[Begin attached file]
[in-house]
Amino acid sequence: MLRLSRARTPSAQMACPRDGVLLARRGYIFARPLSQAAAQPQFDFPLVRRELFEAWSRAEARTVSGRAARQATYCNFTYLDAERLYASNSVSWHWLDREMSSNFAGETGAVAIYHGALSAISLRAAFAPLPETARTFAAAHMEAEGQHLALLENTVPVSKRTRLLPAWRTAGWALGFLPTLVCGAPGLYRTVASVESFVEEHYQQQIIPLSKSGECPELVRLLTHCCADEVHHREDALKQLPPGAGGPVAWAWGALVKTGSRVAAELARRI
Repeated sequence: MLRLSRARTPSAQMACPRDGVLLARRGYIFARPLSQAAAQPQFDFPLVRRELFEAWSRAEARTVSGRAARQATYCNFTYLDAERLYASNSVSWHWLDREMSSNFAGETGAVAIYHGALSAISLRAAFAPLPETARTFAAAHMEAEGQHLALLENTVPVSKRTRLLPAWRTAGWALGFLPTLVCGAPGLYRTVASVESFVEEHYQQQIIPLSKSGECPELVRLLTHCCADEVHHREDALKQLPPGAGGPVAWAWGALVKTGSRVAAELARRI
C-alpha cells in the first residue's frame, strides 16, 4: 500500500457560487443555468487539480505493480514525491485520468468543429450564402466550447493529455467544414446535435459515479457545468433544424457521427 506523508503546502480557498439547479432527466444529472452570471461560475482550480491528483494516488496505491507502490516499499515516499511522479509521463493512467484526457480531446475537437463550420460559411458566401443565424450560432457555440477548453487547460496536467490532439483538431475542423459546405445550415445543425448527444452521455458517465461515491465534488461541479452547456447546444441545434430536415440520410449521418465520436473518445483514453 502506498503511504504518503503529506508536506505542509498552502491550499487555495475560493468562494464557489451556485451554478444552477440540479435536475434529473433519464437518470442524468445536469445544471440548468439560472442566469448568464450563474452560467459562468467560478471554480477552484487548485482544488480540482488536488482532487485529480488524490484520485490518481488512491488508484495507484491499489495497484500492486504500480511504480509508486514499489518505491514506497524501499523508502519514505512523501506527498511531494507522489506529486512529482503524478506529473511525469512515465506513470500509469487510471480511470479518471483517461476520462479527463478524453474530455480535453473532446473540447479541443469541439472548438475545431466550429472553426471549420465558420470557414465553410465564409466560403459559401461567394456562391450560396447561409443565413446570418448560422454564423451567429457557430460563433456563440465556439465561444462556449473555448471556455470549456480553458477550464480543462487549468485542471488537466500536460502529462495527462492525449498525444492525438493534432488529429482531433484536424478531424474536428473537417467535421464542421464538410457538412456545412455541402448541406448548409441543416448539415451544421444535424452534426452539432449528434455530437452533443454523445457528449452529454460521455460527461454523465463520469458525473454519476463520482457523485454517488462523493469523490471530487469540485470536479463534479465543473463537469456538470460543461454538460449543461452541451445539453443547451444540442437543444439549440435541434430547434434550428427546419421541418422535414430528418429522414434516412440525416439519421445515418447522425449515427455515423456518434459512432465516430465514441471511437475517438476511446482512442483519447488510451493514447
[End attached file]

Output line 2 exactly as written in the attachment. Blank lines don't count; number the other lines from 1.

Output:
Amino acid sequence: MLRLSRARTPSAQMACPRDGVLLARRGYIFARPLSQAAAQPQFDFPLVRRELFEAWSRAEARTVSGRAARQATYCNFTYLDAERLYASNSVSWHWLDREMSSNFAGETGAVAIYHGALSAISLRAAFAPLPETARTFAAAHMEAEGQHLALLENTVPVSKRTRLLPAWRTAGWALGFLPTLVCGAPGLYRTVASVESFVEEHYQQQIIPLSKSGECPELVRLLTHCCADEVHHREDALKQLPPGAGGPVAWAWGALVKTGSRVAAELARRI